“JOHN WATERS: THIS FILTHY WORLD”–a gay icon on stage


A Gay Icon on Stage

Amos Lassen

Everyone knows John Waters and this one man show is an inside look at him as we have seen him before—completely raw and uncut. “This Filthy World” (Red Envelope Entertainment) can be described as autobiographical stand-up comedy but in reality it is about the rise and fall of American cinema. He takes on a journey through his career in film and dishes about everything. Yet each little story has a deeper meaning, it is a dig at the hypocrisy of America and the film industry. He stats by giving us his list of obsessions, perverse as they are and continues discussing exploitation films, the state of couture, what is happening in the world of art and a whole lot more.
Waters’ movie history began in 1964 with mainly unseen “Hag in Black Jacket Leather’ to “A Dirty Shame” in 2004. He has always been a voice of opposition to Hollywood Cinema and has become the hero of independent movies.

If you thought that Waters is sick and out of his mind this movie will change your mind—his pure genius shines through his performance. Granted some of his routine is off the wall but there is a method in his madness and that message seems to be to be pure fun. During 90 minutes Waters talks about himself and his movies and he is comfortable on the stage and quite at home for his material. He gives us the inside dirt as he summarizes his career. His stories are wonderful whether he is talking about shoplifting or his own personal holy trinity. He talks of the strange things that he has been asked to autograph. But again this film doesn’t just entertain; it teaches.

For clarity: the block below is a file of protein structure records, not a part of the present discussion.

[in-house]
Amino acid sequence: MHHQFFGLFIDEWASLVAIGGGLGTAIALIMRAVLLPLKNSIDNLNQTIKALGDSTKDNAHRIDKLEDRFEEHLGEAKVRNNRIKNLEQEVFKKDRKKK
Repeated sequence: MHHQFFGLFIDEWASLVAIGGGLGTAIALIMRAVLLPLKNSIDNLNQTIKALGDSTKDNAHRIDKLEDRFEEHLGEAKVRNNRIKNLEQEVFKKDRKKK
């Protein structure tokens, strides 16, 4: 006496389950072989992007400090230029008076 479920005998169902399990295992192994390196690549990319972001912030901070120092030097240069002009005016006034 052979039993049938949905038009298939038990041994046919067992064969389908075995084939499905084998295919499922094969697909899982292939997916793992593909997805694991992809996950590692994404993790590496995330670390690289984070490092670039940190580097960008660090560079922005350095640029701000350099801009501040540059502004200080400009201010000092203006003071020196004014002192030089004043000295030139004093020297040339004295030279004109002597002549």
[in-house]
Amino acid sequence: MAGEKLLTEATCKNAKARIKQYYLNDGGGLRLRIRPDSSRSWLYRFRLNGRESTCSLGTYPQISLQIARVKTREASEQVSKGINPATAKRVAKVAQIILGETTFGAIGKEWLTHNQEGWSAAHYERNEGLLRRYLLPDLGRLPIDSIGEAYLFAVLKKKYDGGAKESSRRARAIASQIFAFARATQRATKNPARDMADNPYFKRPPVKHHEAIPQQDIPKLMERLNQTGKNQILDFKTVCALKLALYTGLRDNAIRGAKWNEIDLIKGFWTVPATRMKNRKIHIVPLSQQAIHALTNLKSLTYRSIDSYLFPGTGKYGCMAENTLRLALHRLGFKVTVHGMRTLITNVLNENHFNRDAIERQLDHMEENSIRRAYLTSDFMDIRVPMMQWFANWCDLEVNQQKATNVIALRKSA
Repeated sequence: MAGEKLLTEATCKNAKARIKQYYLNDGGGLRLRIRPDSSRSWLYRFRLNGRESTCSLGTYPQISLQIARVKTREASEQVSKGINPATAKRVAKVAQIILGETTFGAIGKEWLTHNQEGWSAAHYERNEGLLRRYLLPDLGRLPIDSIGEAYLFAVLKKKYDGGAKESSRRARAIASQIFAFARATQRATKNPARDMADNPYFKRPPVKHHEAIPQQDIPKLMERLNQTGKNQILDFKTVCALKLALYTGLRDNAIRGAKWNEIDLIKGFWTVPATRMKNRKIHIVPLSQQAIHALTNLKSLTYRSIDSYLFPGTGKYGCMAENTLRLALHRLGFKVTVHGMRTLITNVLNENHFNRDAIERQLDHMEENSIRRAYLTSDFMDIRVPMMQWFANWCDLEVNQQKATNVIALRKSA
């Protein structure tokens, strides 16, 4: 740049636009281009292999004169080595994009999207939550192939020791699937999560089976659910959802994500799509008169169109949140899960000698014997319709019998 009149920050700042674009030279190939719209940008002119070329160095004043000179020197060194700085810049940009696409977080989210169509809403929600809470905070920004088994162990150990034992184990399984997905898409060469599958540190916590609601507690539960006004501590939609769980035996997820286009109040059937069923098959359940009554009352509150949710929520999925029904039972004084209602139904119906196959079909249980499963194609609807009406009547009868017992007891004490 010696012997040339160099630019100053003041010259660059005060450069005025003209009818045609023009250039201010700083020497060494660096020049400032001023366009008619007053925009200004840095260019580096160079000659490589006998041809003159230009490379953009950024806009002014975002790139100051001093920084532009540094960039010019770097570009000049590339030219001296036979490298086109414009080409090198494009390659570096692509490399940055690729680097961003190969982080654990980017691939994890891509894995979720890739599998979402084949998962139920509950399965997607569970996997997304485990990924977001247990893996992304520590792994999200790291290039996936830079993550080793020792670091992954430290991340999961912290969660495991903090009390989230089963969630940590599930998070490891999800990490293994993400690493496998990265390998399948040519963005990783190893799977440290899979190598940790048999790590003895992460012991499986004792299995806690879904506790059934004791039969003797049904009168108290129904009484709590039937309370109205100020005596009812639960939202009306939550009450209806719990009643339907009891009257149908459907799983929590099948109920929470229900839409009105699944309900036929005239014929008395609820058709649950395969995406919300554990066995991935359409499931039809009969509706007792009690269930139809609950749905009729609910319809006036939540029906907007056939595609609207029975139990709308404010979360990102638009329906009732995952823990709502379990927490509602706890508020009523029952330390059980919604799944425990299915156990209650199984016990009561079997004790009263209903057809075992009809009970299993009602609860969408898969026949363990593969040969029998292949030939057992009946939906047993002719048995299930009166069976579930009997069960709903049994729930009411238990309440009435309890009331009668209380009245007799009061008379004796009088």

Waters comes on stage as if he is entering a confessional. The set is decorated with shabby trashcans which are piled high with filled black plastic bags. His performance is in way a throwaway and it appears that his monologue is one he has been working on for years. He states that all young people need a role model and he says that is what he aspires to be—“filth elder”. He dwells on perversion and transgresses taboos.

He spends time talking about his muse, Divine. He tells how she really did what it looked like she did on screen in “Pink Flamingos” but he states that even Divine had limits and says, “The first time he met Richard Simmons, he felt homophobic.” Waters does not glorify himself, he pokes fun. It is a movie that rests on one man, John Waters, and he pulls it off and keeps us laughing. He completely wins over his audience and does it effortlessly, he des it by being John Waters.

The movie will be eaten up by Waters’ fan and will undoubtedly create a whole new fan base for him. As he talks to his audience (and the viewer), he is so charming that you can’t help but love him. When he focuses on the perversity of his own childhood and pet peeves, you see a real human with true feelings. His tales of what went on behind the scenes of his movies, he is outlandish and incredible.

If there is something to be learned from “This Filthy World” it is that it becomes clear what Waters makes the kinds of movies that he makes. Let’s hope that he will make many more.

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